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Is Saudi Arabia Misleading The Oil Market?


Friday August 10, 2018

In the latest edition of the Numbers Report, we’ll take a look at some of the most interesting figures put out this week in the energy sector. Each week we’ll dig into some data and provide a bit of explanation on what drives the numbers.

Let’s take a look.

1. How much oil is Saudi Arabia producing?

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- There has been a sudden discrepancy in the oil production figures for Saudi Arabia from different sources, muddling the global supply picture.
- The Wall Street Journal reports that Saudi Arabia has “pressed independent energy analysts to alter their estimates of its oil production.” Riyadh told OPEC that it cut oil production in July to 10.29 million barrels per day (mb/d), but the EIA and independent analysts say that Saudi Arabia actually increased output. S&P Global Platts puts Saudi output at 10.6 mb/d.
- The difference in various estimates amounts to around 0.5 mb/d.
- If Saudi Arabia is intentionally misleading the market in order to persuade fellow OPEC members that it is not overproducing, it could scramble the market.
- “The Saudis have been giving the impression they know what they are doing...They could lose credibility,” said John Hall, chairman of U.K. consultancy Alfa Energy. “It could increase volatility” in prices.

2. Refiners begin cutting fuel oil inventories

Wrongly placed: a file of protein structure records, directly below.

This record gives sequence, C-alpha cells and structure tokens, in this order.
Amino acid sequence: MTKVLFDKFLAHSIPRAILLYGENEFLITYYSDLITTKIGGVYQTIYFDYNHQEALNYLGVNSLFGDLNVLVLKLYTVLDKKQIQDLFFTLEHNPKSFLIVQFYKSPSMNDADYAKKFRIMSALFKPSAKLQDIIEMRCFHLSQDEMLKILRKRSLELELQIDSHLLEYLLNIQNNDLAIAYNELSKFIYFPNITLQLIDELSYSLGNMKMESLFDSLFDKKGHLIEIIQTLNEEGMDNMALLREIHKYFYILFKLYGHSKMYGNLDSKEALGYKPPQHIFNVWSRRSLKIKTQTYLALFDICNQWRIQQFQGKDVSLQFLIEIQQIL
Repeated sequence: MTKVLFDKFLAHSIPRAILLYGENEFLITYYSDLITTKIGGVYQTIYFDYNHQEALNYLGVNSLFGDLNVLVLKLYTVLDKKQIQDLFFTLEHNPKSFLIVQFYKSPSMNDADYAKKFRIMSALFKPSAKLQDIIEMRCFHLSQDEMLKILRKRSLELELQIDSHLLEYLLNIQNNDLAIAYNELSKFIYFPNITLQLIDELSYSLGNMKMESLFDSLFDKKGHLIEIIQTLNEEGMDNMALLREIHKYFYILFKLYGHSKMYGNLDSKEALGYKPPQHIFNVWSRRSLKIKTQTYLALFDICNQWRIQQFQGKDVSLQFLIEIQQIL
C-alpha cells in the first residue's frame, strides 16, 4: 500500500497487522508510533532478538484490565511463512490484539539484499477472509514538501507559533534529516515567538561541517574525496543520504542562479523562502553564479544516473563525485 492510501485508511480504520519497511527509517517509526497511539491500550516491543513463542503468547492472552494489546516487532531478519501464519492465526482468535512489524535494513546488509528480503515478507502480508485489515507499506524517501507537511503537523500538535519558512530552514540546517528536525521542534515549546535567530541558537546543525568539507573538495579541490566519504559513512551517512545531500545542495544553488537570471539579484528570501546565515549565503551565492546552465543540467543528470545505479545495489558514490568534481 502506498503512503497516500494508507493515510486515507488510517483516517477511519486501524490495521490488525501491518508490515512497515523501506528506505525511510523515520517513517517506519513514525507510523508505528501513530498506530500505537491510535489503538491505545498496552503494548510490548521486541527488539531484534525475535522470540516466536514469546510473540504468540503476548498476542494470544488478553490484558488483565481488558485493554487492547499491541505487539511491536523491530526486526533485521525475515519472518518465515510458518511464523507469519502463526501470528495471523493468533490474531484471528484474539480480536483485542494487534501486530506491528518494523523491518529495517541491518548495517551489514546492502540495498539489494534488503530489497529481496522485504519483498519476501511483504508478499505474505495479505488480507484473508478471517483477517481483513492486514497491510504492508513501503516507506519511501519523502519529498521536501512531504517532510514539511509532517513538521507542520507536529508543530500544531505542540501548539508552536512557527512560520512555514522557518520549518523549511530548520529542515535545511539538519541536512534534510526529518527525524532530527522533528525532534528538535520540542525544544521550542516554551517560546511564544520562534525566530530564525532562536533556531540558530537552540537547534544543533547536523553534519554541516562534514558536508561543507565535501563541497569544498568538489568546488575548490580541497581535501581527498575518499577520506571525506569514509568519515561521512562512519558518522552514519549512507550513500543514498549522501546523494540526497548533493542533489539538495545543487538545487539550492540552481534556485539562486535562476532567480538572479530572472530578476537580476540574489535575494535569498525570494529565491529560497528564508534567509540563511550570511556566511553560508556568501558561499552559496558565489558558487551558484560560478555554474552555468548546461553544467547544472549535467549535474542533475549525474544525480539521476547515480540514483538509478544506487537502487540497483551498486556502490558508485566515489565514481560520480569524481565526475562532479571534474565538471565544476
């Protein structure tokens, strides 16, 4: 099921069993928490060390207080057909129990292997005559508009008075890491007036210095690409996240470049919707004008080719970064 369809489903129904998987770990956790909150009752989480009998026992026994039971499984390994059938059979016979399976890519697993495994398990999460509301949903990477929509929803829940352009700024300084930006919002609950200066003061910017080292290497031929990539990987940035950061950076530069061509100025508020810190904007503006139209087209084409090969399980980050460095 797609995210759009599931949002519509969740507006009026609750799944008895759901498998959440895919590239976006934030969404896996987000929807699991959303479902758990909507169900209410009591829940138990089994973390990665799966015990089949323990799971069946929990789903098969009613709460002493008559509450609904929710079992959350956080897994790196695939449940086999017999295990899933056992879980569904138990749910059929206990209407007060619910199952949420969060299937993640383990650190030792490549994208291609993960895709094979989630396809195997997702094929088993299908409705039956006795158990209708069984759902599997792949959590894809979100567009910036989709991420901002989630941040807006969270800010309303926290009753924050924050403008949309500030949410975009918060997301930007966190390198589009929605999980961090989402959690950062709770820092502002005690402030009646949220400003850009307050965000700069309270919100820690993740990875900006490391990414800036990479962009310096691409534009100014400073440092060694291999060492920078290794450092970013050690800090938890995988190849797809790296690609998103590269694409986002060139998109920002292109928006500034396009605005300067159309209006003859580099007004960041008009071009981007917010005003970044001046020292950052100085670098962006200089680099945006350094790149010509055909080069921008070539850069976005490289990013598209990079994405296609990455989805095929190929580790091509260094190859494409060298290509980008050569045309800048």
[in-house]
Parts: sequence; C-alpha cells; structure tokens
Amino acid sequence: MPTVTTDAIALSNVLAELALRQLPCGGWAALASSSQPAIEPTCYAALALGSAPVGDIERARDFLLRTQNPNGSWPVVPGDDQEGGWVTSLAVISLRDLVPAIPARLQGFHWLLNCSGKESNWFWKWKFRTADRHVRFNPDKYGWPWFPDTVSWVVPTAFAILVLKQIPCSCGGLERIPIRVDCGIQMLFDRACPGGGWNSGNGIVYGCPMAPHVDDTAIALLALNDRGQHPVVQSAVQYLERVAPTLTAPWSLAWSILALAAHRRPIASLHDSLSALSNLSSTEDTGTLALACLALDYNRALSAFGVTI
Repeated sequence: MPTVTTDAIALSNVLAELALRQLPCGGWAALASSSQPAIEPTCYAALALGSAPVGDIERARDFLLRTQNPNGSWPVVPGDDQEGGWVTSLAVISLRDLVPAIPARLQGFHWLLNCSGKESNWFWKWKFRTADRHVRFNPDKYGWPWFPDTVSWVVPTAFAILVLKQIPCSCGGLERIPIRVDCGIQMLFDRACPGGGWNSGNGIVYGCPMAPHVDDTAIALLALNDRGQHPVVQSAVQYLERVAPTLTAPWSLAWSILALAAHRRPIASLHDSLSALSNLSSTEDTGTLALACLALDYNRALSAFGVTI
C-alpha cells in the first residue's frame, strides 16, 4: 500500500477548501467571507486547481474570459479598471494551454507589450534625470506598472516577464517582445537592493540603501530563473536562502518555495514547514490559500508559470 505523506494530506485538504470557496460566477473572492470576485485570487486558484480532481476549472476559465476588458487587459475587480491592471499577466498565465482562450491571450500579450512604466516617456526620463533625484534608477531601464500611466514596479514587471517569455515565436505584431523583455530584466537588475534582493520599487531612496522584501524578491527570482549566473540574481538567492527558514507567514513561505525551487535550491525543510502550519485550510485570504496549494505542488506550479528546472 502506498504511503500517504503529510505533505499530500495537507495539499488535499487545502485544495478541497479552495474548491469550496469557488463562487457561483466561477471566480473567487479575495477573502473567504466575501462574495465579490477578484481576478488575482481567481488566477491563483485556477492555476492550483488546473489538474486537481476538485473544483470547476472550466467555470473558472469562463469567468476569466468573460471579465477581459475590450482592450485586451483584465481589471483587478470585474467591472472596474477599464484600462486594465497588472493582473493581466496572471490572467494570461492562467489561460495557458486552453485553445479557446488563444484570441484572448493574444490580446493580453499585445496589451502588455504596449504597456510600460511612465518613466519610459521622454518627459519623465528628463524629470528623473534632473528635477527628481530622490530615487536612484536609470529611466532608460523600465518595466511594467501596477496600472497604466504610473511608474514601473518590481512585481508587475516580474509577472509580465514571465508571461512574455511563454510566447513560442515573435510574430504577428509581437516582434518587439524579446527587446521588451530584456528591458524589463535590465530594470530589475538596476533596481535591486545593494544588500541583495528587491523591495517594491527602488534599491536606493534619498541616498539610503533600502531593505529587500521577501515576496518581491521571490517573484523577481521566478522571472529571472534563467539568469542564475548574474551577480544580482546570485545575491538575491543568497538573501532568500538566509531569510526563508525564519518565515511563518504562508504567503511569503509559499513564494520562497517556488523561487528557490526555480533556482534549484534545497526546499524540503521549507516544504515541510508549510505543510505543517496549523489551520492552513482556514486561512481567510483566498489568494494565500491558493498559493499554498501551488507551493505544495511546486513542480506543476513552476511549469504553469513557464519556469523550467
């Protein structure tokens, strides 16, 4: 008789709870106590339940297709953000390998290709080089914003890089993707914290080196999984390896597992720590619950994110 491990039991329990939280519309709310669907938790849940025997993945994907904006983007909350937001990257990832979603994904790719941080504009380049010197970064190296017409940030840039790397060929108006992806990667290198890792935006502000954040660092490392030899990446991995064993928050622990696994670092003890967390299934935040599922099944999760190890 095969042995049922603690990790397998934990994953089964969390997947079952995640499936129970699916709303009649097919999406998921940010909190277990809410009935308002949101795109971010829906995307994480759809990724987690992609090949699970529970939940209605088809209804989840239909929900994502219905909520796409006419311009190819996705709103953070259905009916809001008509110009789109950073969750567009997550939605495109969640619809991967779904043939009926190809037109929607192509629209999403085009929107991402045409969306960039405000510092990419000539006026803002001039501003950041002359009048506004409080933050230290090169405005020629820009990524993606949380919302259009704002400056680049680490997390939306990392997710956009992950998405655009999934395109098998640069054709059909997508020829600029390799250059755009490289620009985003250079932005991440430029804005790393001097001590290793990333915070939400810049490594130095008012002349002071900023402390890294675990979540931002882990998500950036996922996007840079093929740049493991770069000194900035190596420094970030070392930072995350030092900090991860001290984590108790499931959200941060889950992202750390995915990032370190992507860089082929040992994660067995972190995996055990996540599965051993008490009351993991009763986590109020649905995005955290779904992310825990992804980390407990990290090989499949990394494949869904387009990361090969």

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- The International Maritime Organization (IMO) has new rules set to take effect on January 1, 2020 that will require ship owners to cut the sulfur content in their fuels. The market for dirty fuel oil will be severely curtailed.
- In anticipation of those rules, refiners are already beginning to cut their stockpiles of fuel oil.
- According to Bloomberg, inventories of high-sulfur fuel oil in the U.S. and Singapore have plunged this year. In the U.S., heavy fuel oil inventories are at their lowest level seasonally in three decades, while in Singapore they are at a nine-year low.
- Prices for fuel oil used in ships have soared, sharply narrowing the discount relative to Brent.

3. Cushing inventories plunge

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- Crude oil inventories at the Cushing hub in Oklahoma have plunged this year, falling to just 21.5 million barrels in the first week of August, down from 56 million barrels a year earlier.
- Part of the decline is due to the broader tightening in the oil market. OPEC+ kept supply off of the market, demand continues to rise, and several outages in Libya, Venezuela and Angola helped drain inventories earlier this year.
- The additional declines at Cushing this summer can also be attributed to the temporary outage at Suncor Energy’s (NYSE: SU) Syncrude oil sands facility.
- "The Cushing situation is becoming a bigger and bigger concern for the market," John Kilduff, founding partner for Again Capital LLC., told Bloomberg in early August. "When we get these reports it’s a reminder of the big problems we have with respect to Cushing. It’s very bullish, despite all the other production efforts going on."
- However, Cushing’s strategic importance is on the wane. In the past, Cushing was important as a gathering point and storage center for crude oil from different places.
- Now, upstream production is concentrated in West Texas, and all of that oil is trying to get to the Gulf Coast, where it can either be refined or exported. That somewhat cuts Cushing out of the picture.

4. WCS discount widens

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- The price between Western Canada Select (WCS), which tracks heavy oil in Alberta, and WTI, has widened to its largest gap in five years.
- WCS dropped below $40 per barrel in early August, falling to as low as $38 per barrel this week. Meanwhile, WTI is in the upper $60s per barrel.